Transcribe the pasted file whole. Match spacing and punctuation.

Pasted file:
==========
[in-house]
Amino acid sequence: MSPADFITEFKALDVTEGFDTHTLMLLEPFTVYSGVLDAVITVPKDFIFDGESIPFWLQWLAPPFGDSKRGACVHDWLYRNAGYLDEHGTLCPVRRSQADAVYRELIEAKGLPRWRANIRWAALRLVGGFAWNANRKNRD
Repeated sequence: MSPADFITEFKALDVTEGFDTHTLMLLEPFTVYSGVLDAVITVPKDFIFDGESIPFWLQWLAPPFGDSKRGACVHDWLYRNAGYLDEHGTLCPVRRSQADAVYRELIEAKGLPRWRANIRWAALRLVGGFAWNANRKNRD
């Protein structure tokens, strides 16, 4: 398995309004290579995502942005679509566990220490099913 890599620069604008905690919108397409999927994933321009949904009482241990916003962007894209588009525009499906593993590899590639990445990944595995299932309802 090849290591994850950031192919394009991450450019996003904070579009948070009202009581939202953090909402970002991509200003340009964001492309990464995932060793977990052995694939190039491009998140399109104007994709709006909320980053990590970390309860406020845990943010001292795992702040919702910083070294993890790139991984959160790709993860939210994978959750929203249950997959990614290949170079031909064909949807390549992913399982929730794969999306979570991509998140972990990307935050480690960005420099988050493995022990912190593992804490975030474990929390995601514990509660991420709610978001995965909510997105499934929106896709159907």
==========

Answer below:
[in-house]
Amino acid sequence: MSPADFITEFKALDVTEGFDTHTLMLLEPFTVYSGVLDAVITVPKDFIFDGESIPFWLQWLAPPFGDSKRGACVHDWLYRNAGYLDEHGTLCPVRRSQADAVYRELIEAKGLPRWRANIRWAALRLVGGFAWNANRKNRD
Repeated sequence: MSPADFITEFKALDVTEGFDTHTLMLLEPFTVYSGVLDAVITVPKDFIFDGESIPFWLQWLAPPFGDSKRGACVHDWLYRNAGYLDEHGTLCPVRRSQADAVYRELIEAKGLPRWRANIRWAALRLVGGFAWNANRKNRD
């Protein structure tokens, strides 16, 4: 398995309004290579995502942005679509566990220490099913 890599620069604008905690919108397409999927994933321009949904009482241990916003962007894209588009525009499906593993590899590639990445990944595995299932309802 090849290591994850950031192919394009991450450019996003904070579009948070009202009581939202953090909402970002991509200003340009964001492309990464995932060793977990052995694939190039491009998140399109104007994709709006909320980053990590970390309860406020845990943010001292795992702040919702910083070294993890790139991984959160790709993860939210994978959750929203249950997959990614290949170079031909064909949807390549992913399982929730794969999306979570991509998140972990990307935050480690960005420099988050493995022990912190593992804490975030474990929390995601514990509660991420709610978001995965909510997105499934929106896709159907």